Saint John was born at Kenty in Poland in 1403. He studied philosophy and theology at the University of Cracow with great intelligence, industry, and success, while his modesty and virtue drew all hearts to him. After earning his degrees, he was appointed to the Chair of Theology at the university. He inflamed his hearers with the desire of every kind of piety, no less by his deeds than by his words. He was ordained a priest and was for a short time in charge of a parish, where he manifested great concern for the poor, at his own expense. At the University’s request, he resumed the professor’s Chair and taught there until his holy death.
He found a poor man on the snow one day, dying of hunger and cold; he clothed him in his own frock and took him to the rectory, to eat at his table. Afterwards, for many years, every professor of the College of Varsovie was obliged, once every year, to invite a poor man to dine with him.
He made a pilgrimage to Jerusalem, preaching along the way to the Turks, and hoping for the grace of martyrdom. He went four times to Rome to visit the tombs of the Apostles and pay honor to the Holy See, desiring thereby to be spared the pains of purgatory. He always traveled on foot, carrying his own effects. Robbed one day by bandits, he forgot he had a few gold pieces sewn into his cloak; he soon remembered and called them back to give them to his benefactors. They were so astonished they refused to accept the offering, and even returned to him what they had taken.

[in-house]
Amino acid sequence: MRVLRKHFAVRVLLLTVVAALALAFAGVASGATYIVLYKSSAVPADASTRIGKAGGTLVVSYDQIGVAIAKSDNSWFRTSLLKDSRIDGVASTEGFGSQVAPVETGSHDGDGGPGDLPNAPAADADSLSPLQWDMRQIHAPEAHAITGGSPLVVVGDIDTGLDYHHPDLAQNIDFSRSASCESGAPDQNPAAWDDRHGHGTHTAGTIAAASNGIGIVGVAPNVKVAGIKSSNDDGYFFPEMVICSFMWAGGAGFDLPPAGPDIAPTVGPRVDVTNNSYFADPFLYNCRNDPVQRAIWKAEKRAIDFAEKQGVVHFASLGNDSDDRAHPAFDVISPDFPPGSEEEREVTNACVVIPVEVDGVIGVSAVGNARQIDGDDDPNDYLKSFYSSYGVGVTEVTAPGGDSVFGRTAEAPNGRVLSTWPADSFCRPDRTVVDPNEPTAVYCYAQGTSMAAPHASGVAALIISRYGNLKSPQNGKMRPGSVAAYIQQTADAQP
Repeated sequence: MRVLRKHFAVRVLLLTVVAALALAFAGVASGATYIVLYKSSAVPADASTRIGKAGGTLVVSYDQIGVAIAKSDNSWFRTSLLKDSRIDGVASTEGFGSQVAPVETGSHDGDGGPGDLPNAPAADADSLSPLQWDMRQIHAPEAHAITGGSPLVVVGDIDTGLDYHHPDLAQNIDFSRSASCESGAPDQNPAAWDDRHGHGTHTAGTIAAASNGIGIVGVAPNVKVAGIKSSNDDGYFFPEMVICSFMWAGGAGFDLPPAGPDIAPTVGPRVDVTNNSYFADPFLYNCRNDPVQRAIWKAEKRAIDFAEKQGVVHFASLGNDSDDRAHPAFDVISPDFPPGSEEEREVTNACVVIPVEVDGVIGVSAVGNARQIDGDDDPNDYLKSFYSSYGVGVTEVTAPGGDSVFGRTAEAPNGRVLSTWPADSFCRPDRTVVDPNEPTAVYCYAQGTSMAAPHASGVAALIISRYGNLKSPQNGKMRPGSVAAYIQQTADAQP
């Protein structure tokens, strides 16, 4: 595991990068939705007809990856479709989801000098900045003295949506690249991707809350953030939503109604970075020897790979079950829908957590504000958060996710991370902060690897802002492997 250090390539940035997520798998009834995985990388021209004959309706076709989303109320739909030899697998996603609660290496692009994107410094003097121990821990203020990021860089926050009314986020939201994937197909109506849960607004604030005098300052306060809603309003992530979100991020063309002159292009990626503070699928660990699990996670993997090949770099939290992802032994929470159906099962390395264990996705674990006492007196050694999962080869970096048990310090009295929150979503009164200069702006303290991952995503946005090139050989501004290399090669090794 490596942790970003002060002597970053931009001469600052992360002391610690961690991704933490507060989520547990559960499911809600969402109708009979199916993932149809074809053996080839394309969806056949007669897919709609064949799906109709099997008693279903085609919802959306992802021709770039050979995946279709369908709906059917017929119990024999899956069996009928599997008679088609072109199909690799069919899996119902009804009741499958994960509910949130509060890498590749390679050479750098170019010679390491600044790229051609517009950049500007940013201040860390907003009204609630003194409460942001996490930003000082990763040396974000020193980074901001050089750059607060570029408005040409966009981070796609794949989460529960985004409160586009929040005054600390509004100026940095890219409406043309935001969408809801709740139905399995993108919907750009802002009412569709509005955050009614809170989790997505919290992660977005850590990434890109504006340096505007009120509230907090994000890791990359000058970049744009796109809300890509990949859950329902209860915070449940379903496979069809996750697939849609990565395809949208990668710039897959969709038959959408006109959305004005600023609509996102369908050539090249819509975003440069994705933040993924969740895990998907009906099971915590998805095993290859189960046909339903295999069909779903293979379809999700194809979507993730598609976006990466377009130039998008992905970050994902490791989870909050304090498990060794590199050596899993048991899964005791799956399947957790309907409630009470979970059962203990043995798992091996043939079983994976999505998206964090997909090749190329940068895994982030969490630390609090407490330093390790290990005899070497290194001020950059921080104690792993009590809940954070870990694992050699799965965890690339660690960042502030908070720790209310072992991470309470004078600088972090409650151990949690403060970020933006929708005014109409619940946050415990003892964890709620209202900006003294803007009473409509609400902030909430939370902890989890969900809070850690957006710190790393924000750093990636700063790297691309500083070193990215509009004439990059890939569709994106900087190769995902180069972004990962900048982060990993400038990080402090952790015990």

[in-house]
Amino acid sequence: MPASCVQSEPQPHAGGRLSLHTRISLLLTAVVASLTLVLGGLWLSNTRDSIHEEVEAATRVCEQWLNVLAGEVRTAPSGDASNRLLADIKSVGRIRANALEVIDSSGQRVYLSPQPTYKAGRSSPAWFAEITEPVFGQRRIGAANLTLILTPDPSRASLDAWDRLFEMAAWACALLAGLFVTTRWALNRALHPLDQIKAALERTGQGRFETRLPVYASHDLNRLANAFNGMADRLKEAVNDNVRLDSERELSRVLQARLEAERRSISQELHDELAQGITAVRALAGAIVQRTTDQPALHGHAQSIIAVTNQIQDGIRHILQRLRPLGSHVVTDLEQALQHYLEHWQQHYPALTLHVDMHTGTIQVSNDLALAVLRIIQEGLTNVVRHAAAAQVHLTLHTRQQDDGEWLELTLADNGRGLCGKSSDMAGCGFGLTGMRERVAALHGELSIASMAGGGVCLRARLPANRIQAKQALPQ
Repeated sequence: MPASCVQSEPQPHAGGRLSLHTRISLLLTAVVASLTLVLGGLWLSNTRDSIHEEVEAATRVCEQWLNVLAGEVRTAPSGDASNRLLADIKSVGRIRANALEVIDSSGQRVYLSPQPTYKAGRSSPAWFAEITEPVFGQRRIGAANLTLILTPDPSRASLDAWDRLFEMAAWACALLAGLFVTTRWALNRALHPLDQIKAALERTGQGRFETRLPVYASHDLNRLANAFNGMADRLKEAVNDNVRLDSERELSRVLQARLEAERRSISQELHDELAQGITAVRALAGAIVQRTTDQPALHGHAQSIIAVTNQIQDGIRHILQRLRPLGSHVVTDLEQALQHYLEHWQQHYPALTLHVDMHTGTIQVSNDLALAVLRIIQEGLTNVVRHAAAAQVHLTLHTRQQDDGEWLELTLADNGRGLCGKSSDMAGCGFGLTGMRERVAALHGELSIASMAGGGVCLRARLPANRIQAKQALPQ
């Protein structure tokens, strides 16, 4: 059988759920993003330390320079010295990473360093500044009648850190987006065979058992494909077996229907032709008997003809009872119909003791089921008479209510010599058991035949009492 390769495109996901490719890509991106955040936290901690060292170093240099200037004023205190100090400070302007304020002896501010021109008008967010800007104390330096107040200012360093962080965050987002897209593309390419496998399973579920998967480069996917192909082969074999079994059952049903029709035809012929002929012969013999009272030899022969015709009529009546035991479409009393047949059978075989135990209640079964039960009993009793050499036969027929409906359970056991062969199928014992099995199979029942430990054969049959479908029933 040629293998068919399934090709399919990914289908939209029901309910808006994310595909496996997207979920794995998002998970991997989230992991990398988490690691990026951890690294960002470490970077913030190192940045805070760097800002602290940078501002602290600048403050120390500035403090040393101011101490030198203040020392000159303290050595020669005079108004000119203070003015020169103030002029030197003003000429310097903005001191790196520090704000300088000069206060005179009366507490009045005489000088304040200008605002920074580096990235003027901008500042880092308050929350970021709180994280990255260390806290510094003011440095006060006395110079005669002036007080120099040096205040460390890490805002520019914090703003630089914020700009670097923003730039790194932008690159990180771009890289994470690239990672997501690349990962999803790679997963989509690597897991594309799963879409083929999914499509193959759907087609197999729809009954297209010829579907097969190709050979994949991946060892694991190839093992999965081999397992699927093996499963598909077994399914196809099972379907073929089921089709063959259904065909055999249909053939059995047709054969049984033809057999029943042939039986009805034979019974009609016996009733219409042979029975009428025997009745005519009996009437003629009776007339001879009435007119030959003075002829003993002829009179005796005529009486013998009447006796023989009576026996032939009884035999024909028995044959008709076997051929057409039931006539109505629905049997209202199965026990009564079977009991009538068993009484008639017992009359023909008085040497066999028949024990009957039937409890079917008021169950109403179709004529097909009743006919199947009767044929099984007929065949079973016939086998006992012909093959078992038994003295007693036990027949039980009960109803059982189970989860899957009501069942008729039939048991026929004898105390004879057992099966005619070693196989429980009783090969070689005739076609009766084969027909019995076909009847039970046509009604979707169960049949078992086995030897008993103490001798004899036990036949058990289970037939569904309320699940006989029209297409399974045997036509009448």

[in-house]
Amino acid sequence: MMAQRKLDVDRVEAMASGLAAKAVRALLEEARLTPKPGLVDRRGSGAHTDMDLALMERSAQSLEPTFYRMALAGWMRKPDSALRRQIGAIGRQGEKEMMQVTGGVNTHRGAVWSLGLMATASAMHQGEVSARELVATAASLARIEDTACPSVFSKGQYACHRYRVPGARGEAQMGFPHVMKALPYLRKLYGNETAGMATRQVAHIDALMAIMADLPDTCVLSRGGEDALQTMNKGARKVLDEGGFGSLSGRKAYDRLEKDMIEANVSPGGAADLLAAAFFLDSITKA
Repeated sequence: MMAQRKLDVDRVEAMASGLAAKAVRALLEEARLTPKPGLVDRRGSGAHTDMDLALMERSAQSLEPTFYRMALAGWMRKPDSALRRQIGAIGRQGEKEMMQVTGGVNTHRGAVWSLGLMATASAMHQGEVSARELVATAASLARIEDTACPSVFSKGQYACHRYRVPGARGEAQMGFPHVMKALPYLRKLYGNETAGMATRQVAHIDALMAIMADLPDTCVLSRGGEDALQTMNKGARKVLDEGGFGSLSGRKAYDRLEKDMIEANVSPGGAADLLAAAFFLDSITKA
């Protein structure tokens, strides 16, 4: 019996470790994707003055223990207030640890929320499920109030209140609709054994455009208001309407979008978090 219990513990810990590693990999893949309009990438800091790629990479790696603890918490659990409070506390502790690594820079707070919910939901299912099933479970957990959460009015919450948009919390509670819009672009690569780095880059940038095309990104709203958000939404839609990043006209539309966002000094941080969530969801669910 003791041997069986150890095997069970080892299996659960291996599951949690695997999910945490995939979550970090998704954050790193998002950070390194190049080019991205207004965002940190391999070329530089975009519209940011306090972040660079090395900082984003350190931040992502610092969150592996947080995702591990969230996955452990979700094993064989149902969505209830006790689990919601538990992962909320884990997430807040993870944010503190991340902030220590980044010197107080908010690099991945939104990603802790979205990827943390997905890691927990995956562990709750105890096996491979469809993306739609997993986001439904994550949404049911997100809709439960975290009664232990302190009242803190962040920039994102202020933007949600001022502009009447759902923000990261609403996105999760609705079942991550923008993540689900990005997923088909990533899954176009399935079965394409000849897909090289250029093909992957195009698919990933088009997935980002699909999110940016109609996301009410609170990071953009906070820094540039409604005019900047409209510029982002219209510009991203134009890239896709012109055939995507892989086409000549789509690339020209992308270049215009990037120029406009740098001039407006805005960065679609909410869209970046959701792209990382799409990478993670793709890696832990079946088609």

Saint John Cantius wrote on the walls of his residence some verses which showed the horror he had for the vice of backbiting or detraction, talking without cause of our neighbor’s faults. He slept very little and often spent entire nights praying before a crucifix. After his classes he went to pray before the Blessed Sacrament in a church. Before his death, he gave absolutely everything he still had to the poor. He died in 1473, at the age of seventy-six years. The purple robe which he had worn as a Doctor was religiously conserved and always given to the venerable Head of the School of Philosophy on the day of his reception; and a promise was required of the teachers there, to imitate the virtues of this beloved Saint. He is a patron of both Poland and Lithuania; Clement XIII canonized him in 1767.
Reflection: He who orders all his doings according to the Will of God may often be spoken of by the world as simple, even stupid; but in the end he wins the esteem and confidence even of the world itself.
Les Petits Bollandistes: Vies des Saints, by Msgr. Paul Guérin (Bloud et Barral: Paris, 1882), Vol. 12